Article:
I didn't mention turnouts because of the likely assumed cost, but that would be phenomenal.  I hadn't thought of crowd funding, which would be a great idea if it is a feasible alternative.  (I did find myself musing about the unlikely possibility that some devoted, but unknown, Lionel enthusiast with the means could do the reissue under license, if necessary, without the same necessity for establishing a business case for the project.  He or she would likely  have to be a big Super "O" fan, and that hasn't happened yet.)

Cordially,  Dennis

The Water Level Route

Last edited by Dennis GS-4 N & W No. 611
Allan Miller posted:

Could they do it? Yep! Will they do it? Not at all likely.

Given the passage of 50+ years, history makes a compelling argument that you may be correct.  But licensing (if necessary), assuming Lionel would not be competing with its present track systems to a significant degree, may provide an alternative.  I suspect the reissue would provide Lionel with some great, additional promotional material for both their high-end, and, postwar inspired product.

Cordially,  Dennis

The Water Level Route

Ron464nyc posted:

Orange'a gonna respond lionel?

Why would they?  It's pretty clear that if they were going to reissue Super O, they would have done it a long time ago.

Rusty

Would love to see “NEW” Super O - wide radius curves / switches / long straights / etc

Does anyone remember seeing the samples of 3 foot straights at York a few years ago ? 

They were done privately not by Lionel - looked awesome 

 

Plenty of old 027 and 0 gauge track out there but they still keep making more - some people want new track

Me 😎

I hadn't realized the Addams family layout was super O.  It would have been an appealing choice when building my layout right now its all built with Atlas O track. There will be other layouts in the future though.

If I reject reality and substitute 3-Rail, how does Narrow Gauge come into all of this?
BlueComet400 could very well be the future of our hobby, and their money is just as green as yours. 

John

Lets hope not...  because the hobby of scratch building a detailed hirail scale layout would be lost.  

What you are missing in this is that you have different customers for o guage product.  Lets make an anology...  consider selling cars...

If you dont provide enough market bandwidth, such as types of vehicles, like minivans, sedans or pickup trucks you have situations where as a company u are forcing your customer to buy something they dont want.  Like trying to sell a farmer a sedan.  Makes sence if you only sell sedans, but that vehicle doesnt fit the farmers lifestyle.  He needs to haul trailers, bulk goods in the vehicle, have off road capability etc, etc.  He simply goes elsewhere to buy his truck.

 

Offering only a track system that appeals to the carpet layout once a year crowd, doesnt fit the lifestyle of model railroaders with scale layouts that are permanent.

 

You have to realize the scarcastic tone of what was being said.

Bob

Lionel Fan and Super "O" Track Enthusiast

Last edited by Super O Bob

Calling any fellow train enthusiast a fool for what he/she chooses to run is flat-out rude and immature. We all have our own individual interests within the hobby. None is better than the other, just different.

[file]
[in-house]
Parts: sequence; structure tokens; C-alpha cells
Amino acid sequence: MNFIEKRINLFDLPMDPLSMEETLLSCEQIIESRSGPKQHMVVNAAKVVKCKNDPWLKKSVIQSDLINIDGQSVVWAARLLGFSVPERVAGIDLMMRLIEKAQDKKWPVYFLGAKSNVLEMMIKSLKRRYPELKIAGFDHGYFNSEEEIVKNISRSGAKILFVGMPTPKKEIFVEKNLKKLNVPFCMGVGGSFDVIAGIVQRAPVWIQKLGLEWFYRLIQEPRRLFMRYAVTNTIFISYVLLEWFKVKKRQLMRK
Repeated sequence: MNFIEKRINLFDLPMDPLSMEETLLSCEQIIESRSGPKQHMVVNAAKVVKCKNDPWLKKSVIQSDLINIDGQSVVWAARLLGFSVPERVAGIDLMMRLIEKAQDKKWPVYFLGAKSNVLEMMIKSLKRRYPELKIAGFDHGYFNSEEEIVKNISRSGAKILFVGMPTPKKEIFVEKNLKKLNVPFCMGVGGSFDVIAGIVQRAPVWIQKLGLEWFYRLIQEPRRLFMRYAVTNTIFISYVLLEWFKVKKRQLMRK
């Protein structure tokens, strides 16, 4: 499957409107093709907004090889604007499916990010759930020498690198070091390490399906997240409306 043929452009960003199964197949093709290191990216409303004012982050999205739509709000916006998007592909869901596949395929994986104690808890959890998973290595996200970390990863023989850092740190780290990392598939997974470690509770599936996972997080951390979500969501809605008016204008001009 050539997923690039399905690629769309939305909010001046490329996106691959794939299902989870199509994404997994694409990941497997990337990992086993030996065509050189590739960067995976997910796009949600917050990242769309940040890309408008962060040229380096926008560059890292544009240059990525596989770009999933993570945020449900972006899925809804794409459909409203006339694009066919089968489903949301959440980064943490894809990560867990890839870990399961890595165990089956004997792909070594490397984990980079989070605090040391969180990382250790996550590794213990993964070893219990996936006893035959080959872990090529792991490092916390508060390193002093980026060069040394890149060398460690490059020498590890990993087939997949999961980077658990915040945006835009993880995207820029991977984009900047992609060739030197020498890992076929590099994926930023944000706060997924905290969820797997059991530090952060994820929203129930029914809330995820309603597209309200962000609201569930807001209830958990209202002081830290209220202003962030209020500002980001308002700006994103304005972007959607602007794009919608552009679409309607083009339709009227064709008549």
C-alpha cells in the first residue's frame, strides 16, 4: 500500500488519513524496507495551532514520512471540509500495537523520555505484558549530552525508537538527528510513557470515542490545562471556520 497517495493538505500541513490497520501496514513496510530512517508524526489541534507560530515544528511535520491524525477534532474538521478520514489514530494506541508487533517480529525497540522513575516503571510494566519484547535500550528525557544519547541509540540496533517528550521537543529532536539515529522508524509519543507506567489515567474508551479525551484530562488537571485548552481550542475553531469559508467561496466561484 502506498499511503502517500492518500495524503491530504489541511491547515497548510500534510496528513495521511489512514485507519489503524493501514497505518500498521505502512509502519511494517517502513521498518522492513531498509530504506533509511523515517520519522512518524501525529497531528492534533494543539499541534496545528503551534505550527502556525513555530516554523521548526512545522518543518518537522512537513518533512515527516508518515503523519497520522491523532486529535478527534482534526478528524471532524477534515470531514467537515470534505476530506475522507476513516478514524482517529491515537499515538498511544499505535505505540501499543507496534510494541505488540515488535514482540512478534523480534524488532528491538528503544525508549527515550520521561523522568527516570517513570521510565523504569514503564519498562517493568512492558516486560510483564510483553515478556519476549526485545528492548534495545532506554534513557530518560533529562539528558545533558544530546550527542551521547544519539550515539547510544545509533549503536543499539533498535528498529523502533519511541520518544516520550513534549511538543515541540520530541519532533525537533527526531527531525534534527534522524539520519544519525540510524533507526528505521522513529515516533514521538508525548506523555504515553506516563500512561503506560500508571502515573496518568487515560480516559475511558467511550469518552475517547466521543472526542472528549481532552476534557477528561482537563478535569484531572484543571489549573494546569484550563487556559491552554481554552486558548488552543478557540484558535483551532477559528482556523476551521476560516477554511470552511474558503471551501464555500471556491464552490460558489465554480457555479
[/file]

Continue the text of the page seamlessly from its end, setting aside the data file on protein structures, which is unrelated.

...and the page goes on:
John 

I would love to see superO made again but Lionel told me a few years ago that most of the tooling for superO has either been lost or destroyed. If that is true then forget Lionel ever doing it. 

If just certain pcs could be made like 30"straights, wider radius curves and better switches I think that could be a start. 

New tooling is expensive so either a company or a person with very deep pockets need to be involved and in the end how much would it cost to the hobbiest for the track. If too expensive it could kill the whole project. 

With all the negatives I still think it would be a great track system to do again. Let's hope!!!!!!!!!

Dave

romiller49 posted:

Could it be made today at the same quality of the past and still be affordable? 

I wondered that myself...  i would expect the copper in the original track would be very expensive today.  The copper quality i think was really good.

I have tried in the past to get super o made again.  Im not expecting to go there again.  I will let others try that.

I am amused this keeps arising.  Let everyone have their point of view...

Bob

Lionel Fan and Super "O" Track Enthusiast

I like and dislike Super O track.

Like: nostalgia and it is a decent track system. 

Dislike: buss bar for center rail. A minor issue, but one extra step when assembling the track. Plus accurately getting it placed on the center rail. My bigger issue is the switches, specifically the switch motor housing.  I have an FM Trainmaster that will catch on the housing if the switch is used in a curve. This is remedied by placing a short section of track prior to the offending end of the switch. Unfortunately, this increases the size of the layout, a bit of a problem if you’re trying to keep the layout compact.

Steve

Hi steve...  actually in the super o instructions, they show that straight being needed...  i think they used a #746 in the example...  i will see if i can find that.

On my custom switches, i designed them in CAD, and i placed the motors farther out to clear a postwar GG1 pilot on the adjacent track.  I was using 5-inch track center spacing.

Bob